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Heavy rains in western Japan trigger evacuation orders for around 847,000 residents

Kyodo, AFP-JIJI

Torrential rain hit southwestern Japan on Wednesday morning, prompting local governments to instruct thousands of people to evacuate as rivers overflowed and at least three people were left dead in what the weather agency called an “unprecedented downpour.”

In Saga Prefecture, in the Kyushu region, Saga Station was flooded and a number of vehicles were seen submerged. Landslides were confirmed in the city of Takeo and rivers in Ogi and Imari overflowed, flooding nearby farm fields.

A man was confirmed dead after being found in a minicar that had been swept away by floodwaters on a road in Takeo, and a woman was found dead in a flooded home in the city. Another man was confirmed dead after escaping from his submerged light vehicle during flooding in Yame, Fukuoka Prefecture, according to police.

A woman was feared dead after her light vehicle plunged into a flooded ditch in the nearby city of Saga, the police said, where a number of vehicles were seen submerged.

“It usually takes about five minutes to come to the station from my home, but (today) it took me an hour as it was difficult to walk in water up to my knees,” said Takaaki Matsuo, 56, in the city.

As of noon, Fukuoka, Saga and Nagasaki prefectures had issued evacuation orders to around 847,000 residents. The Meteorological Agency issued its maximum level 5 warning for floods and landslides in the region. The warning was lifted in the afternoon.

As landslides occurred and both the Ushizu River in the cities of Ogi and Taku and the Matsuura River in Imari burst their banks, Saga Gov. Yoshinori Yamaguchi requested the Self-Defense Forces be dispatched to provide disaster relief.

Kyushu Railway Co. canceled some services, mainly in the three prefectures that were severely affected.

“We are seeing unprecedented levels of heavy rains in cities where we issued special warnings,” weather agency official Yasushi Kajiwara said in a hastily organized news conference Wednesday morning. “It is a situation where you should do your best to protect your lives.”

He also urged those currently facing evacuation advisories to act before the warning was upgraded further.

“Please don’t wait,” he said.

In the early morning, 110 mm of rain was recorded in the city of Saga and 109.5 mm in Shiroishi, Saga Prefecture, in a one-hour period, according to the agency.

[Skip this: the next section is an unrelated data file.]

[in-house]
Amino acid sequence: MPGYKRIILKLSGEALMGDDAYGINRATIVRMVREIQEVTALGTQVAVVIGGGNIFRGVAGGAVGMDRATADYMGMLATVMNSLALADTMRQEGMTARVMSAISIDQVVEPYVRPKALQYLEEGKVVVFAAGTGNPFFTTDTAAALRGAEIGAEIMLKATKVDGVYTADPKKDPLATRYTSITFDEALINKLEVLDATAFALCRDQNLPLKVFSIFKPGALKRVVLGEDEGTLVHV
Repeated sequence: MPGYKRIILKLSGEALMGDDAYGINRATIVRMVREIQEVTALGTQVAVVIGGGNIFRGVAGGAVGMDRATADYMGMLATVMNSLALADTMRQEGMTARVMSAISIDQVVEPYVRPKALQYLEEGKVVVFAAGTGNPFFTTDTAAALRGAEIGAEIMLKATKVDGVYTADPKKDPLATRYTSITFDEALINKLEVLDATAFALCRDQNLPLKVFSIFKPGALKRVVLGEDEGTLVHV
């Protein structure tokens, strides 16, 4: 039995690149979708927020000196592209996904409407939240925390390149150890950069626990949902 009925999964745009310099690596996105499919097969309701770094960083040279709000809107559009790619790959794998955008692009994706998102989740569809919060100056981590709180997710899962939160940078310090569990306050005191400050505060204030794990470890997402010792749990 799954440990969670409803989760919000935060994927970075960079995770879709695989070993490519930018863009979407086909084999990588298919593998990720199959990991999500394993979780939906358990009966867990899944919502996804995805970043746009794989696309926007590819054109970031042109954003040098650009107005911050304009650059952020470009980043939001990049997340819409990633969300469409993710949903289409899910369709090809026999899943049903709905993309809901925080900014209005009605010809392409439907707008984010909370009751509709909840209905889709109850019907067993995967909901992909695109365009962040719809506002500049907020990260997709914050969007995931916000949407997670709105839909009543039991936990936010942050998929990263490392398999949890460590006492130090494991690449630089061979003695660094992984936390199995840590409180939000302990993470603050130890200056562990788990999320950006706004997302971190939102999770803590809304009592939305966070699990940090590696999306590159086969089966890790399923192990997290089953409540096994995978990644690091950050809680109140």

For the 24 hours through 6 p.m. Thursday, the agency forecast up to 150 mm of rain in northern Kyushu and the Tokai area, 120 mm in the Chugoku and Hokuriku areas and 100 mm in the Kanto-Koshin area, which includes Tokyo as well as Yamagata and Nagano prefectures.

Footage on local television showed rivers swollen by rainwater and parked cars surrounded by muddy brown water rising nearly up to the vehicles’ roofs.

In some parts of the affected areas, small landslides have already been reported.

Authorities regularly urge people to take evacuation orders seriously, particularly since disastrous heavy rains last summer in the west killed more than 200 people.

Many of the deaths were blamed on the fact that evacuation orders were issued too late and some people failed to follow them. Entire neighborhoods were buried beneath landslides or submerged in floodwaters during the disasters.

Major manufacturers with production centers in northern Kyushu suspended operations of their factories Wednesday.

Toyota Motor Co.’s factory in Miyawaka, Fukuoka Prefecture, halted production of auto parts for the Lexus luxury brand in the afternoon, while Canon Inc. called off the day’s operations at its digital camera factory in Nagasaki Prefecture, the two companies said.

The suspensions were aimed at securing the safety of factory workers, according to the firms, who both confirmed that the factories themselves had not sustained any damage from the heavy rain.

Other companies that saw operations affected include electronics giant Panasonic Corp. and major tire-maker Bridgestone Corp.

Logistics in northern Kyushu were also affected. Major shipping firm Yamato Transport Co. said deliveries were significantly delayed in Fukuoka, Saga and Nagasaki prefectures and part of Oita Prefecture on Wednesday. Japan Post also reported delays in deliveries of letter and packets.

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